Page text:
Deploying to Kubernetes

In order to deploy this to a Kubernetes cluster, we will first need to create a container image for the application.

Later on, we will also show how you can build this in the cloud, and automatically re-deploy when you make changes.

Creating a container

You can build container images locally. First, ensure that you have an up-to-date Maven build:

mvn clean package

And then, create a container image from it:

docker build -t my-quarkus-mqtt-starter . -f src/main/docker/Dockerfile.jvm
Of course, you can simply replace the docker command with podman, it works the same way.

Pushing images

The previous step created a container image in your local machine. However, when using a Kubernetes cluster, that may not be sufficient. You might need to push the image to a container registry. Reasonable choices are or GitHub container registry.

Assuming you push to with your user being myaccount, you would need to run the following commands:

docker tag my-quarkus-starter
docker push

Deploying the application

In the folder deploy/, you will find some example deployment files.

First, if you want to deploy your changed container image, you will need to replace the image name in the file deploy/020-deployment.yaml:

kind: Deployment
apiVersion: apps/v1

  name: quarkus-mqtt-integration-starter
  # …
  # …
    # …
        - name: service
          image: (1)
          imagePullPolicy: Always
          # …
1 The original name image, which you may replace if you want to deploy your own version
For all examples, it is a good idea to use a dedicated namespace, in order to isolate your deployment.


If you are using OpenShift as a cluster, you can simply run the following command to deploy the application:

kubectl apply -f deploy/

You can then get the HTTP endpoint using the following command:

kubectl get route quarkus-mqtt-integration-starter

Which should print out the information on the console like this:

NAME                               HOST/PORT                                                                                     PATH   SERVICES                           PORT   TERMINATION     WILDCARD
quarkus-mqtt-integration-starter          quarkus-mqtt-integration-starter   http   edge/Redirect   None

The hostname is in the "HOST" column, and normally it is an HTTPS link. So the web-frontend URL (in this case) would be

Using OpenShift Developer Sandbox

You can also use the Developer Sandbox for Red Hat OpenShift to directly host this application.

Azure Kubernetes Service

Before you start, you will need an Azure account and have the az command installed and connected to your account.

This may cost money

Deploying the example on Azure may result on costs being billed to your account. You need to understand what the following commands actually do and ensure that you clean up resources after you are finished testing.

If in doubt, consider a locally hosted Kubernetes solution like Minikube or Kind.

Also see the documentation:

Creating a cluster

If you don’t have a cluster yet, you can create a simple test cluster by executing the following commands.

The following steps are an opinionated setup, focused on this specific use case. It follows the quick start instructions for the Azure Kubernetes Service.

az group create --name my-quarkus-mqtt-starter --location eastus
az aks create --resource-group my-quarkus-mqtt-starter --name my-quarkus-mqtt-cluster --node-count 1 --enable-addons monitoring,http_application_routing --generate-ssh-keys
az aks get-credentials --resource-group my-quarkus-mqtt-starter --name my-quarkus-mqtt-cluster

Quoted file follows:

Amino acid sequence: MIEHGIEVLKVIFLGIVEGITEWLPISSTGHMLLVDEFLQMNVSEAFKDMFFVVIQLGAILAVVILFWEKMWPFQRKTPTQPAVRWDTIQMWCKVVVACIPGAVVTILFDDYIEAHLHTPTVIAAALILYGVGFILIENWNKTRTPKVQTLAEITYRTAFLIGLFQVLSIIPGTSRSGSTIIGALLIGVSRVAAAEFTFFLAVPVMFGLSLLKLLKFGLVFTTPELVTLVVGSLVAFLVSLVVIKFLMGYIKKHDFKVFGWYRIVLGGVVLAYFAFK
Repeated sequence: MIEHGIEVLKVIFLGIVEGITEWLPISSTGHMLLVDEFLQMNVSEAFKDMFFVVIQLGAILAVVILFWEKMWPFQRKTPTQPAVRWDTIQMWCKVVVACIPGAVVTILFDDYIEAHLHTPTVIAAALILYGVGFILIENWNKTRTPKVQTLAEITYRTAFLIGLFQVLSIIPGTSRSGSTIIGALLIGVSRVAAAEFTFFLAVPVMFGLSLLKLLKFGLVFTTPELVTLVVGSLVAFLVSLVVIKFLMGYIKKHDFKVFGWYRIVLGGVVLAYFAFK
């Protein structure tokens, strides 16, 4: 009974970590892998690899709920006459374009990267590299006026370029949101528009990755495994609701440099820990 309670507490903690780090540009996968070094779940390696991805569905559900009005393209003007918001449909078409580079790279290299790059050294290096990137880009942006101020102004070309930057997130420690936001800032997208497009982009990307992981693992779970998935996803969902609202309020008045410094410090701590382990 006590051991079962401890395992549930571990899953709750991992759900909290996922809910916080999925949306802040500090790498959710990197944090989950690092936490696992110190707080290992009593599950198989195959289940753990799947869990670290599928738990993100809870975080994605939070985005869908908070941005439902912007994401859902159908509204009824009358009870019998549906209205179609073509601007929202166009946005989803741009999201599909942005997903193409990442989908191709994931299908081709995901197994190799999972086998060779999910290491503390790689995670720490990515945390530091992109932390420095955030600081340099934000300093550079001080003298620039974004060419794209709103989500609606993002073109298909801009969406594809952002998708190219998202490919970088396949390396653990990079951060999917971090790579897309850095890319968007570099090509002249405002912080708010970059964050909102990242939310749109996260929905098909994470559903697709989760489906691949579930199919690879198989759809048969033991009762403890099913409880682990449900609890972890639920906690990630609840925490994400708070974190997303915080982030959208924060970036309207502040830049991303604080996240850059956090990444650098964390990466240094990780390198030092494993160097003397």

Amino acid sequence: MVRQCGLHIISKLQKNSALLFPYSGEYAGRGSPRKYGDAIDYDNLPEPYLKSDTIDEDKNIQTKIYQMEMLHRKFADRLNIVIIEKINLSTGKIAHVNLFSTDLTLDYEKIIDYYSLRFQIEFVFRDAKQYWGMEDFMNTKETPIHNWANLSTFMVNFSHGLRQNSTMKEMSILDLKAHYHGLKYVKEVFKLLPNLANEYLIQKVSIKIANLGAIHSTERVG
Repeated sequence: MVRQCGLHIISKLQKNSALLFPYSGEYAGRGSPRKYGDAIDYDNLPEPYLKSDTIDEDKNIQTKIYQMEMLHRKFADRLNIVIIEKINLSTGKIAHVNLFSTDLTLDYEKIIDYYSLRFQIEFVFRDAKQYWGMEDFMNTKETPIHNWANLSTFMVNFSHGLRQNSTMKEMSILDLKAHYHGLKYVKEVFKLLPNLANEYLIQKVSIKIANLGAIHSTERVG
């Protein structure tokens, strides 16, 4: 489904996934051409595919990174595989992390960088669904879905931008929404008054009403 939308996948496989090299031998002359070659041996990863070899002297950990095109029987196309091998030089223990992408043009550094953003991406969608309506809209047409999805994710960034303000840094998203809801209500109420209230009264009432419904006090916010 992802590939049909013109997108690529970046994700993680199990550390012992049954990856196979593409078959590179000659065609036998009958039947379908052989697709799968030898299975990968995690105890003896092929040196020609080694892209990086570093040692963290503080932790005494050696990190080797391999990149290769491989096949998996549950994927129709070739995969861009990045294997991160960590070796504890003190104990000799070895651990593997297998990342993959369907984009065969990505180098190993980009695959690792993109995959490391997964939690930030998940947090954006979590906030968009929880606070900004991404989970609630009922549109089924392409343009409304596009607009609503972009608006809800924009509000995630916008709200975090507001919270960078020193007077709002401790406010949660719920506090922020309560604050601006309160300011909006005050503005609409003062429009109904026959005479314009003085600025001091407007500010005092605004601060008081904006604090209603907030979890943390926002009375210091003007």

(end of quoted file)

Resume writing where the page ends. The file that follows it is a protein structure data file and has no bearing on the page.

Finally, verify that the cluster is running and that kubectl is properly configured to access it. Execute the following command:

kubectl get nodes

Which should result in an output like this:

NAME                                STATUS   ROLES   AGE   VERSION
aks-nodepool1-20363394-vmss000000   Ready    agent   81s   v1.19.11

Deploying the application

Create a new namespace:

kubectl create namespace quarkus-mqtt-starter

Deploy the application:

kubectl -n quarkus-mqtt-starter apply -f deploy/010-configuration.yaml
kubectl -n quarkus-mqtt-starter apply -f deploy/020-deployment.yaml
kubectl -n quarkus-mqtt-starter apply -f deploy/030-service.yaml

Routing ingress traffic

az aks show --resource-group my-quarkus-mqtt-starter --name my-quarkus-mqtt-cluster --query addonProfiles.httpApplicationRouting.config.HTTPApplicationRoutingZoneName -o table

This should print out the cluster’s domain name:

------------------------------------- (1)
1 Cluster DNS name

Create a new ingress using:

kubectl apply -f - <<EOF
kind: Ingress
  namespace: quarkus-mqtt-starter
  name: web-frontend
  annotations: addon-http-application-routing
    - host: (1)
          - path: /
            pathType: Prefix
                name: quarkus-mqtt-integration-starter
                  name: http
1 A combination of web-frontend. plus the cluster domain name from before.

The link to the web-frontend is (in this case):

Clean up

If you created a cluster in an earlier step, you should clean it up by deleting the resource group.

The following command will delete the whole resource group without asking for confirmation. Ensure that this is really what you want to do.
az group delete --name my-quarkus-mqtt-starter --yes
To avoid unexpected charges, manually double check that all resources have indeed been cleaned up.

Any other Kubernetes

For any other Kubernetes, you will need some kind of Ingress controller, and need to map the ingress traffic to the application Service. Since this is very difference between different Kubernetes providers, it is hard to give a reasonable example.

What’s next?

We deployed the application into a Kubernetes cluster, and have it running and processing our data there.

Of course, you can start making changes already. If you wait for the next chapter, you might see how you can make this process a bit simpler.